Dirty Grandpa Starts With Robert De Niro Masturbating And It's All Downhill From There

The joke success rate is approximately 10%.

Rating: ˜…˜… The director of Dirty Grandpa, Dan Mazer, came on stage before the UK press screening of his latest comedy, as is customary, to give a little speech selling the movie. He opened with, "I'm aware you had better things to do tonight." Joke's on him - I didn't, but he was still right. Dirty Grandpa is made with the full awareness that it isn't funny. It makes an endless stream of faux outrageous gags (sometimes the same ones repeated from half an hour before) in the lethargic belief that overwhelming quantity can make up for a dearth of quality. By the sheer law of averages there are a couple of giggle-worthy moments, but the movie is as surprised as you are when they do; whereas a good, self-assured comedy would typically edit in natural pauses between jokes to allow time for audiences to laugh, here the film just ploughs on regardless as it knows 90% of them are going to fall flat anyway.
In some ways it's admirable to see a film almost admit it exists entirely for the benefit of teenagers wanting to guffaw at lewd jokes (cancer gags are treated like petty change); there's a simplicity to the focus and the lack of pretence in trying to be anything more is nothing if not refreshing. But I don't think knowing you're going for the lowest common denominator should be an excuse for making a bad movie. As the lip-sync fails pile up, it's hard to escape the feeling that the film is the way it is because Mazer had "better things to do" during production. What really wears thin is the appalling sense of character. At the start Zac Efron is meant to be a stuck up lawyer yet can't get his tongue around any jargon, while the vulgar nature of Robert De Niro's grandfather never comes across as particularly shocking because there's no attempt to ever make him look like a saintly papa in contrast. By the end I just gave up trying to rationalise all the bizarre, thoughtless plot decisions; the third act works only if you accept the characters aren't real, merely caricatures that are aware they're in a narrative that must be wrapped up in 102 minutes.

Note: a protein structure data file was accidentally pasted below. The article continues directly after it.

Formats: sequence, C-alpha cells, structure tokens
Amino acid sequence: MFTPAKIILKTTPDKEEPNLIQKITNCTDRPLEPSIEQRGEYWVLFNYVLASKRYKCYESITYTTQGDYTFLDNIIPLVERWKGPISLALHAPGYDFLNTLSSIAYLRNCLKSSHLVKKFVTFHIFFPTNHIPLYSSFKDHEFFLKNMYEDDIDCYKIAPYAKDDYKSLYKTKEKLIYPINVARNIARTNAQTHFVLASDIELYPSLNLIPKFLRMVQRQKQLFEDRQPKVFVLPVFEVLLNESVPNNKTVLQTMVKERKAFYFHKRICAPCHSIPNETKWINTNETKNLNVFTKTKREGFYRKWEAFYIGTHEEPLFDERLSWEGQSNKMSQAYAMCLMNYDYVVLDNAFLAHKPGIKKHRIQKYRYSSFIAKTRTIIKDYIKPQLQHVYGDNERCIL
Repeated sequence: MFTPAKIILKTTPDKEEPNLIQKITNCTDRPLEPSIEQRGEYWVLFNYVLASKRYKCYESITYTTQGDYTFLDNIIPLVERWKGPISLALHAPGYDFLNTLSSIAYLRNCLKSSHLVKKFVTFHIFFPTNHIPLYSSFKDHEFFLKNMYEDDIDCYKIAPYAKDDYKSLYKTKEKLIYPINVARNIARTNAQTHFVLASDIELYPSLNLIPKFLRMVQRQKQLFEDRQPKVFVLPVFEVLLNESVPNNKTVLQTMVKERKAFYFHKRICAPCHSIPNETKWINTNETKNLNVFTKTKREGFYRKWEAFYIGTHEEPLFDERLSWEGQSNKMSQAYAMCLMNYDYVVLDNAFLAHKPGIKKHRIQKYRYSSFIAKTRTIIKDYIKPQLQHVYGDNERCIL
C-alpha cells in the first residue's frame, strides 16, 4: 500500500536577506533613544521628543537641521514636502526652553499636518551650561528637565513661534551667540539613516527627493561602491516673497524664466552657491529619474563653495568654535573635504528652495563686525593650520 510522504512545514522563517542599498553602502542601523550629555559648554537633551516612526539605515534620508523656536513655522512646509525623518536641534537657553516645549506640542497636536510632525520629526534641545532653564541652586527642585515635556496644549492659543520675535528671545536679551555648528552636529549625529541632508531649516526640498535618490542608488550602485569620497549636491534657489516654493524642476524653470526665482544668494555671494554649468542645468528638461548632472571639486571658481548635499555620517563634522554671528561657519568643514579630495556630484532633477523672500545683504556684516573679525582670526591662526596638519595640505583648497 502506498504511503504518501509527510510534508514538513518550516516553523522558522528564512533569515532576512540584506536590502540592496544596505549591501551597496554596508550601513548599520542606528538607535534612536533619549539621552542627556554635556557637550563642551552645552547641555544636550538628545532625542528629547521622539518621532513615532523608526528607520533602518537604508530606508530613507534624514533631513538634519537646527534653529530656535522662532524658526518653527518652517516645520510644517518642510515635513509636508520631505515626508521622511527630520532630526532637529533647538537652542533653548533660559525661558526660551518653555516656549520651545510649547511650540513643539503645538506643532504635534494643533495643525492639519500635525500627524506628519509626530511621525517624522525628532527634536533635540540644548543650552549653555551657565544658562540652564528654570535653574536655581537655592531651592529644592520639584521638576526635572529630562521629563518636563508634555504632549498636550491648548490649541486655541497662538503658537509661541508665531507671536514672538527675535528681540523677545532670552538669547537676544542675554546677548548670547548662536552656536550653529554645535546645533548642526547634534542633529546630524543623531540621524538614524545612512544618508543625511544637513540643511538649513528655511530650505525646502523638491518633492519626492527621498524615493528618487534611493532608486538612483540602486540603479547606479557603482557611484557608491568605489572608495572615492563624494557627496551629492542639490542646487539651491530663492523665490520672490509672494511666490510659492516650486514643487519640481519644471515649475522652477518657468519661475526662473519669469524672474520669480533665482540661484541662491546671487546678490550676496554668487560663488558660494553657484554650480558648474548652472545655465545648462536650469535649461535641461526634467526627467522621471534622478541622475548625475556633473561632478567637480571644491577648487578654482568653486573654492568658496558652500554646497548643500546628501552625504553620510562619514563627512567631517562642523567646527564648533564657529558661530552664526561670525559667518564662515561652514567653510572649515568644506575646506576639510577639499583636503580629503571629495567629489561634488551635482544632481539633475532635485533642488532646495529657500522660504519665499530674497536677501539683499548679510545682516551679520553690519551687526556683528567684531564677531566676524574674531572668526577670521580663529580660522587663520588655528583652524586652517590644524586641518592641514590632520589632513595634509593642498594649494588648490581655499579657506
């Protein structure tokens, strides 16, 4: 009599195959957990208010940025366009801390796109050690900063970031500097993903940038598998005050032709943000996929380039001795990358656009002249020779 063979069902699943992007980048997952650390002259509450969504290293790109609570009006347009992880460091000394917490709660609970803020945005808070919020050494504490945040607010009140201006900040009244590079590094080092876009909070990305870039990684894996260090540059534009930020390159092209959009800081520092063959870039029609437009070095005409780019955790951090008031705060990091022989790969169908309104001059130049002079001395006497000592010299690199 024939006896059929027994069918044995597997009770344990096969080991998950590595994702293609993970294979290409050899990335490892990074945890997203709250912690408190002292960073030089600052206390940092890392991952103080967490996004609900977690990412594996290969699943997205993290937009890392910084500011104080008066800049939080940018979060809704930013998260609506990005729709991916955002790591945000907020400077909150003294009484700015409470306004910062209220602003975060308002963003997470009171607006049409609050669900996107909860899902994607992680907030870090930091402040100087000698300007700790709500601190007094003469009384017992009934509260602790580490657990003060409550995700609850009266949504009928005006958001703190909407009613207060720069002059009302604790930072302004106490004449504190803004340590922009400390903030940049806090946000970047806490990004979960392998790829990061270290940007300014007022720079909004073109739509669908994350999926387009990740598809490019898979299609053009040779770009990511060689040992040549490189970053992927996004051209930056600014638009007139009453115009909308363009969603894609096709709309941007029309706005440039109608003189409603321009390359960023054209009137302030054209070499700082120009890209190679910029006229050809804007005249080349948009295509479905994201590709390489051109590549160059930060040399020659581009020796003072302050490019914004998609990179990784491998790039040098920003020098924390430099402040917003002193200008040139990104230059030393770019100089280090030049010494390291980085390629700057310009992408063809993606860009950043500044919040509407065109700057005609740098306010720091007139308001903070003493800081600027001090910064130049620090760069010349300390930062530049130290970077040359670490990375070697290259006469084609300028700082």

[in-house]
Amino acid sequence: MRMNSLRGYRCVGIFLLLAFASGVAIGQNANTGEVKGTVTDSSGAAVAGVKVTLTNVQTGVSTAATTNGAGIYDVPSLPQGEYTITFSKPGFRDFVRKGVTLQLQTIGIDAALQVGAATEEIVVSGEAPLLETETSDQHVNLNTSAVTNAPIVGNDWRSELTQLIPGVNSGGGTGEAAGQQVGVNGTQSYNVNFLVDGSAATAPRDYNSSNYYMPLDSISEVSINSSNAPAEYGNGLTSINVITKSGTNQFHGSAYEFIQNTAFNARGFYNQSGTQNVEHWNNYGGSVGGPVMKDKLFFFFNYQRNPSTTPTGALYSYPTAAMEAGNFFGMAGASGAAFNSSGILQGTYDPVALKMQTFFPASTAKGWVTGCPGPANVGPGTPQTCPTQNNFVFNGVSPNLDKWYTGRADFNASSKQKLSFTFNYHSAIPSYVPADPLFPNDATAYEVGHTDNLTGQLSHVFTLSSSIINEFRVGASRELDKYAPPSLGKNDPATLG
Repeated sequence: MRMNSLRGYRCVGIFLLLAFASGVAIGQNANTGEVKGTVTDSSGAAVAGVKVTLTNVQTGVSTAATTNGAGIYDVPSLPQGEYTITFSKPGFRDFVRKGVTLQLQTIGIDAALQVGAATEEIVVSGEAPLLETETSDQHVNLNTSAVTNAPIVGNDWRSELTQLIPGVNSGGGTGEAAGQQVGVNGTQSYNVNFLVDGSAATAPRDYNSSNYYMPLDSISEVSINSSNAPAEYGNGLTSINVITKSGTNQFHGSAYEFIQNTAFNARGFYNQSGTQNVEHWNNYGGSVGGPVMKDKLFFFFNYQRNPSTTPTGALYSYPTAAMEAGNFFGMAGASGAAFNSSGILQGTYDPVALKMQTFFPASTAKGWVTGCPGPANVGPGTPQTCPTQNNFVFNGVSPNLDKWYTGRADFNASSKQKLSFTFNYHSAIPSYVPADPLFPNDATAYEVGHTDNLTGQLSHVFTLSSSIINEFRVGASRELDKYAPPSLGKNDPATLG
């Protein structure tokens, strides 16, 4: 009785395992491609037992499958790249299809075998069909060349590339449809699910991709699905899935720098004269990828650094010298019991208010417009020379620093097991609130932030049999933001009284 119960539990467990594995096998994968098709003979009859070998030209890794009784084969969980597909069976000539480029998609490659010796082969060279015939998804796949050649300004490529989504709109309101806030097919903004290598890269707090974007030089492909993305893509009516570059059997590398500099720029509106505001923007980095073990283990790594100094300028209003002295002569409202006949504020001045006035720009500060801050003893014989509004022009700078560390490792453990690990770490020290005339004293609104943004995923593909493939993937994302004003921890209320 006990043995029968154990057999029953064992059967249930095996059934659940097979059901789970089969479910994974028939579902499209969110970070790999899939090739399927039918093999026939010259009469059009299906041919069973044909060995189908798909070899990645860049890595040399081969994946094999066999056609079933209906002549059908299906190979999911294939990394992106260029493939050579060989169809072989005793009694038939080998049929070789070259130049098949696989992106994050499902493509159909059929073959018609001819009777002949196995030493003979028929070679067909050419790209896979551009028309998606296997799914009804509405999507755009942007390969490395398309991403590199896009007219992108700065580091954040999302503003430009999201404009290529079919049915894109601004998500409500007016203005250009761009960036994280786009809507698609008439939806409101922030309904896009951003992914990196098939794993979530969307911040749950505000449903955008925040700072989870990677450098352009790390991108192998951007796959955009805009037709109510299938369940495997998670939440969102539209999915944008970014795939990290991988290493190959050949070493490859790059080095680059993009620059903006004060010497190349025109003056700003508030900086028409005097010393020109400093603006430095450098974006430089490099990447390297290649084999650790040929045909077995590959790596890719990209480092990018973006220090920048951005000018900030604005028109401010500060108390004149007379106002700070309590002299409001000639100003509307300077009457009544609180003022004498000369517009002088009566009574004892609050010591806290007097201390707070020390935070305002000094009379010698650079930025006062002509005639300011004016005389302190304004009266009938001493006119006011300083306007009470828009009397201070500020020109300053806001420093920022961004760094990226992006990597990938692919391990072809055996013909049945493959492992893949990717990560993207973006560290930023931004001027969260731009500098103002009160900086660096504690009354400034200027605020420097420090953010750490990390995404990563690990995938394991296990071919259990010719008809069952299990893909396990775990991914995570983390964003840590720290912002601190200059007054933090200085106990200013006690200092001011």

I don't want to be the guy to muse on the downward spiral of De Niro's career - it's been a spent observation since Rocky And Bullwinkle (oh yeah Bob, I remember) and I do like his recent work with David O Russell - but the film almost begs it. The opening credits are full of photoshopped images of a young De Niro and the whole thing's about growing old and enjoying your twilight years. There's even a diner scene early on that's trying to invoke a climactic scene of Goodfellas - no doubt intended to trick cinephilles into thinking it's "smart" - which almost mocks his descent. Now I will give it to the two-time Oscar-winner - he is having fun here, and the jokes that do land come from him. And that's what's so worrying; if he does care, he's moved on from doing things for the money and now legitimately doesn't give a sh*t what people think. Oh well, at least I can strike "See Robert De Niro wanking" off my bucket list. Sigh.
Dirty Grandpa is in US cinemas now and UK cinemas from 28th January (previews from 25th January).
Contributor
Contributor

Film Editor (2014-2016). Loves The Usual Suspects. Hates Transformers 2. Everything else lies somewhere in the middle. Once met the Chuckle Brothers.

Discussion